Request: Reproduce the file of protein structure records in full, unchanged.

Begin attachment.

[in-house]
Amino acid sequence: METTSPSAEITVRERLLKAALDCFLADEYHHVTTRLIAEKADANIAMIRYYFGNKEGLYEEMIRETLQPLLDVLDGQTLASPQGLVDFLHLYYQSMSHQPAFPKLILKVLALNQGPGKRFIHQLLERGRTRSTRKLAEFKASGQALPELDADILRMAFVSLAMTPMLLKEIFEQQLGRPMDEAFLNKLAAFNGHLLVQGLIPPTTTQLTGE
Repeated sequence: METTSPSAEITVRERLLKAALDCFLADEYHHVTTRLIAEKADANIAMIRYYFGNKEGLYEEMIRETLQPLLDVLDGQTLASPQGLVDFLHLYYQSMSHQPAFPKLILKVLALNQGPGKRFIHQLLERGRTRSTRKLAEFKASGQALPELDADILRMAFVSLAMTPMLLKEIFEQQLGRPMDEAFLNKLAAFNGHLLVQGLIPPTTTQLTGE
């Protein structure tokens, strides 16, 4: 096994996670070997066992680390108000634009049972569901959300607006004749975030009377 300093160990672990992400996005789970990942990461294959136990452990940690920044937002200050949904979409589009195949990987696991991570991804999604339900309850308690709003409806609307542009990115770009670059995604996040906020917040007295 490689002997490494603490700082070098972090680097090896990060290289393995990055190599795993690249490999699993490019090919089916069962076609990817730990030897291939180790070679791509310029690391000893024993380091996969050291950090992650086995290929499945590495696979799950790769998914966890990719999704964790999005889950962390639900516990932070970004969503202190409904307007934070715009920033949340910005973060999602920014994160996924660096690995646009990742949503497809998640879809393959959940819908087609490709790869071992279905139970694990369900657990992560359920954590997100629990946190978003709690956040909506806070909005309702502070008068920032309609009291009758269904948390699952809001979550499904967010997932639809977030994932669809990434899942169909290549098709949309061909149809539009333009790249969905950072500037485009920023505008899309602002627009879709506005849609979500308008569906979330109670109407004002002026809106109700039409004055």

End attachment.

[in-house]
Amino acid sequence: METTSPSAEITVRERLLKAALDCFLADEYHHVTTRLIAEKADANIAMIRYYFGNKEGLYEEMIRETLQPLLDVLDGQTLASPQGLVDFLHLYYQSMSHQPAFPKLILKVLALNQGPGKRFIHQLLERGRTRSTRKLAEFKASGQALPELDADILRMAFVSLAMTPMLLKEIFEQQLGRPMDEAFLNKLAAFNGHLLVQGLIPPTTTQLTGE
Repeated sequence: METTSPSAEITVRERLLKAALDCFLADEYHHVTTRLIAEKADANIAMIRYYFGNKEGLYEEMIRETLQPLLDVLDGQTLASPQGLVDFLHLYYQSMSHQPAFPKLILKVLALNQGPGKRFIHQLLERGRTRSTRKLAEFKASGQALPELDADILRMAFVSLAMTPMLLKEIFEQQLGRPMDEAFLNKLAAFNGHLLVQGLIPPTTTQLTGE
């Protein structure tokens, strides 16, 4: 096994996670070997066992680390108000634009049972569901959300607006004749975030009377 300093160990672990992400996005789970990942990461294959136990452990940690920044937002200050949904979409589009195949990987696991991570991804999604339900309850308690709003409806609307542009990115770009670059995604996040906020917040007295 490689002997490494603490700082070098972090680097090896990060290289393995990055190599795993690249490999699993490019090919089916069962076609990817730990030897291939180790070679791509310029690391000893024993380091996969050291950090992650086995290929499945590495696979799950790769998914966890990719999704964790999005889950962390639900516990932070970004969503202190409904307007934070715009920033949340910005973060999602920014994160996924660096690995646009990742949503497809998640879809393959959940819908087609490709790869071992279905139970694990369900657990992560359920954590997100629990946190978003709690956040909506806070909005309702502070008068920032309609009291009758269904948390699952809001979550499904967010997932639809977030994932669809990434899942169909290549098709949309061909149809539009333009790249969905950072500037485009920023505008899309602002627009879709506005849609979500308008569906979330109670109407004002002026809106109700039409004055």